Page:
Author + information
- John D. Bisognano, MD, PhD⁎ (, )
- George Bakris, MD,
- Mitra K. Nadim, MD,
- Luis Sanchez, MD,
- Abraham A. Kroon, MD, PhD,
- Jill E. Schafer, MS,
- Peter W. de Leeuw, MD, PhD and
- Domenic A. Sica, MD
- ↵⁎Department of Medicine, Cardiology Division, University of Rochester Medical Center, 601 Elmwood Avenue, Box 679-7, Rochester, New York 14642-8679
We thank Dr. Tsioufis and colleagues for their recent letter regarding the Rheos Pivotal Trial (1). We provide the following clarifications based on their original comments.
1. Was blood pressure (BP) adequately characterized in the Rheos Pivotal Trial? The BpTRU (BpTRU Medical Devices, Coquitlam, British Columbia, Canada) repeated-measures protocol (1) was used throughout the trial to measure BP. BpTRU was selected for its correlation with and low bias in estimating daytime ambulatory BP (2–4). Trial qualification requirements summarized in our paper are correct but incomplete: systolic blood pressure (SBP) ≥160 mm Hg according to the BpTRU protocol was mandatory, along with 2 office cuff readings of SBP ≥160 mm Hg within 3 months of enrollment. Resistant hypertension was assured by requiring 24-h average ambulatory SBP ≥135 mm Hg and ≥1 month of ≥3 concomitant antihypertensive medications.
Short-term assessment of baroreflex activation therapy (BAT) response was suboptimal, comprised by the BP difference between only 2 time points: months 0 and 6. Month 0 proved an inadequate baseline, whereas high intraindividual BP variability generated excess false-positive findings in the control group (1). Baseline measurement involving longitudinal BP free of surgical effects would presumably improve statistical power.
Dr. Tsioufis and colleagues postulate that ambulatory data would alleviate intrapatient BP variability. Although ambulatory BP could provide supportive findings, such as attenuation of morning surge, its correlation with BpTRU would make redundant much of the benefit. In any case, greater reduction of SBP and increased rate of attaining goal BP among patients receiving BAT stand as clear indicators of therapeutic benefit.
2. Are results uniformly consistent with the assertion that BP reductions ensue from BAT? Along with BpTRU measurements, data on vital signs, medications, and medication adherence were collected. Dr. Tsioufis and colleagues conjecture that BP reductions associated with BAT could result from intensified medical therapy. Between months 0 and 6, the number of prescribed medications decreased in groups A and B by 0.5 and 0.7, respectively (p ≤ 0.001). Medication remained reduced at month 12. No significant differences in number of medications or use of aldosterone antagonists were observed between groups A and B. Medication adherence was stable. Thus, increased medication was not responsible for the reductions in BP observed with BAT.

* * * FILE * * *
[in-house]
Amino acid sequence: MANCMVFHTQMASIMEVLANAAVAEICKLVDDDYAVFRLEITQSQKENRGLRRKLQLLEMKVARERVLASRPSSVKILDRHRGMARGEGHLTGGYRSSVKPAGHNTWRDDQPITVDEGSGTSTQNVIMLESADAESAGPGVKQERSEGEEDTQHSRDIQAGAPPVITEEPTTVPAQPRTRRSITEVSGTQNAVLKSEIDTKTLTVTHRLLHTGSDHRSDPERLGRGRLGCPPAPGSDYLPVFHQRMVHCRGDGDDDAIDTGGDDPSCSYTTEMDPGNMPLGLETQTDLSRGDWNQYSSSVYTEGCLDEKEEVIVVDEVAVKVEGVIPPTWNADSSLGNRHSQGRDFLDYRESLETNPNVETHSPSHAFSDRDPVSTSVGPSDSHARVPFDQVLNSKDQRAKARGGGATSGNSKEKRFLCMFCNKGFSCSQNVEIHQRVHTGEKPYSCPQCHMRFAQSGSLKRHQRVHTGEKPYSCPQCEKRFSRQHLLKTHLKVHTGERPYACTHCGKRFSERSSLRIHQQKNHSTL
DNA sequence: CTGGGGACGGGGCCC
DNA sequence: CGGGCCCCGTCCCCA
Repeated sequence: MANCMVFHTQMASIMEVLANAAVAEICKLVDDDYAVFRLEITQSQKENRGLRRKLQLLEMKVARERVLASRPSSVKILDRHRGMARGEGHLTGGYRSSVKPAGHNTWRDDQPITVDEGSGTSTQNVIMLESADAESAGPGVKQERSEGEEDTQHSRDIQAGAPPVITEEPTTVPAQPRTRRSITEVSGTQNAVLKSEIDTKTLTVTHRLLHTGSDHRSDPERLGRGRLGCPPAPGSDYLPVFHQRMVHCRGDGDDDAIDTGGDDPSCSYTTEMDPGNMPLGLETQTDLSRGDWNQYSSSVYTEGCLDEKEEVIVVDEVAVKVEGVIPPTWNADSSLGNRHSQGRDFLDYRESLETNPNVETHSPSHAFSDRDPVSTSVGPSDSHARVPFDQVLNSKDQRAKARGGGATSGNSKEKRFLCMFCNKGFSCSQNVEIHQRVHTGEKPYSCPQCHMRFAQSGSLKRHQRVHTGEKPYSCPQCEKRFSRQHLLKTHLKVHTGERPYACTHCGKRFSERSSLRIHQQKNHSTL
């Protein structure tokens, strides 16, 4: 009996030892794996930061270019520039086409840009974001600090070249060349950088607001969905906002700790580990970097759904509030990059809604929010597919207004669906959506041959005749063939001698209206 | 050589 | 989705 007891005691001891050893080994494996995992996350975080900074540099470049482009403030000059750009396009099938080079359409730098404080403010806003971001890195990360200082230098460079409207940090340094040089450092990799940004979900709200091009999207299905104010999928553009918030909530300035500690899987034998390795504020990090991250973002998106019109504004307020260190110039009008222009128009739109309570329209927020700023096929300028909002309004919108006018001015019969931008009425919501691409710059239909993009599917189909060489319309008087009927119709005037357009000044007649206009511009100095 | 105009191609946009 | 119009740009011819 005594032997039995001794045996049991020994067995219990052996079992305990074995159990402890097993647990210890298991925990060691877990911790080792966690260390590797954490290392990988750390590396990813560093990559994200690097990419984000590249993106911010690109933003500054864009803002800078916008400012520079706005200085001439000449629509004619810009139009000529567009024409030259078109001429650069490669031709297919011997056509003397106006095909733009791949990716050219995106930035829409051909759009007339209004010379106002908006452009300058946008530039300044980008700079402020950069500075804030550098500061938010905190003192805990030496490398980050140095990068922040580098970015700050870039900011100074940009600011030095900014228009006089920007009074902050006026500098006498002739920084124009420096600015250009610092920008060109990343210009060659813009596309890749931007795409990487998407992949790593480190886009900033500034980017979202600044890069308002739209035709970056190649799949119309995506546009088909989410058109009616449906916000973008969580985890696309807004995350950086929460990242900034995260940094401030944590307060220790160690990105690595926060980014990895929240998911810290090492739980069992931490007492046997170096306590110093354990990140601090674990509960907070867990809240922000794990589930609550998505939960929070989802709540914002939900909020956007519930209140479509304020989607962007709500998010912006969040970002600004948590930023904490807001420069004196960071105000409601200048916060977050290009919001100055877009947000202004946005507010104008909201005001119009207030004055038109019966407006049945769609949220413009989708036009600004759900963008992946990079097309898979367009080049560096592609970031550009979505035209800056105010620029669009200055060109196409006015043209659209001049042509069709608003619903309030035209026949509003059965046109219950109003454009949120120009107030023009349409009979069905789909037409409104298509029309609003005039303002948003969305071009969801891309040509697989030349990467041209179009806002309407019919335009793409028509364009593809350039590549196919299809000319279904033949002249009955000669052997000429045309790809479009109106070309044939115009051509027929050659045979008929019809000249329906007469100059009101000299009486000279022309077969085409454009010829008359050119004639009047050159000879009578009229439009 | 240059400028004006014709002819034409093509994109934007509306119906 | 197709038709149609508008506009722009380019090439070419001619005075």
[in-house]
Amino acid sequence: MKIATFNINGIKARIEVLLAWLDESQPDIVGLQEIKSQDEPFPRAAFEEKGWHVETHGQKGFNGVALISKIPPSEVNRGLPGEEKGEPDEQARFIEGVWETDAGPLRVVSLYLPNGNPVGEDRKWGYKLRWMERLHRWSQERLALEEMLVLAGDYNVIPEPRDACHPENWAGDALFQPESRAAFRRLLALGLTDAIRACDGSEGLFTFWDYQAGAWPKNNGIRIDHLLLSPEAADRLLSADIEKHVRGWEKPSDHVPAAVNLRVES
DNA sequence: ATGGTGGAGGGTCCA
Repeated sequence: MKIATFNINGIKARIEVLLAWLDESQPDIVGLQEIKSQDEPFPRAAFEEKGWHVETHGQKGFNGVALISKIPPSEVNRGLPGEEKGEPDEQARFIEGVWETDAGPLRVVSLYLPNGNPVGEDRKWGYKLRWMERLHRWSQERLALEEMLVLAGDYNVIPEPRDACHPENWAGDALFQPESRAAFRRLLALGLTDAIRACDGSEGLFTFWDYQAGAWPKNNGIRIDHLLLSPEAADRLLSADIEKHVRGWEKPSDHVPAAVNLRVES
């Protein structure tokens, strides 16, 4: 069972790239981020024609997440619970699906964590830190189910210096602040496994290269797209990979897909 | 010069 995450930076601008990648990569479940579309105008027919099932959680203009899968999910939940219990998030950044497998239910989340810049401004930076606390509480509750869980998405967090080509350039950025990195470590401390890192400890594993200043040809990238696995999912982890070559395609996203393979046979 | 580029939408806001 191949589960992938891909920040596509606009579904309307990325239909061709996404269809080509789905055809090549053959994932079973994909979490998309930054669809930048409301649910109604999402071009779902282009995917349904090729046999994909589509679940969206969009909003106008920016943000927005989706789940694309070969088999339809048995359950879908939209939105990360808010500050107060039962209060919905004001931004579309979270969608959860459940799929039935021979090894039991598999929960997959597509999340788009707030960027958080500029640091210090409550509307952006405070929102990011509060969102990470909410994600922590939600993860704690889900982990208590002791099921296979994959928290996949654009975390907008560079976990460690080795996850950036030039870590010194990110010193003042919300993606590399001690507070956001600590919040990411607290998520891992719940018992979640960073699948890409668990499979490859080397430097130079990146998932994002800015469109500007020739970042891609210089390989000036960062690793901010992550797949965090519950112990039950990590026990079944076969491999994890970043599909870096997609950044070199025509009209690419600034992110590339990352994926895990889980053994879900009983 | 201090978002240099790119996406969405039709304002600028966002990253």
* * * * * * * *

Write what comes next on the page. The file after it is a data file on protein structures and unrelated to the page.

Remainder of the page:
Dr. Tsioufis and colleagues suggest reductions in heart rate (HR) accompanying reduced BP could corroborate BAT efficacy. Despite the high prevalence of beta-blockers and sympatholytic agents, HR was significantly reduced among responders in group A (−4.2 beats/min; p = 0.01) but not in group B or among nonresponders in either group. More impressively, significant correlations were observed between reductions in BP and HR in group A at 6 and 12 months and in group B at 12 months (r = 0.21 to 0.26; all p ≤ 0.02) but not at 6 months. Thus, BP reductions with BAT were consistently correlated with reduced HR.
3. Is the risk-benefit profile of BAT appropriate for resistant hypertension? BP was clearly reduced among patients with resistant hypertension receiving BAT. Moreover, design of the next-generation implantable barostimulation device, the Barostim neo (CVRx, Inc., Minneapolis, Minnesota) emphasizes safety. To date, neo has demonstrated an excellent safety profile in 40 implanted patients in Europe and Canada. In addition to reaffirming the established clinical benefits of BAT, we expect to soon demonstrate safety of the Barostim neo in a randomized, controlled study of patients with resistant hypertension.
Please note: Dr. Bisognano is a consultant for, has received research support from, and is a member of the scientific advisory board of CVRx. Dr. Bakris is a consultant for CVRx, Takeda, Abbott, Relapysa, and Medtronic; and a principal investigator for Medtronic and Relapysa; Dr. Nadim is on the advisory board of CVRx. Ms. Schafer if a former employee of and a current paid consultant for CVRx. Dr. de Leeuw has received a research grant from CVRx. Dr. Sica is a consultant for CVRx. All other authors have reported that they have no relationships relevant to the contents of this paper to disclose.
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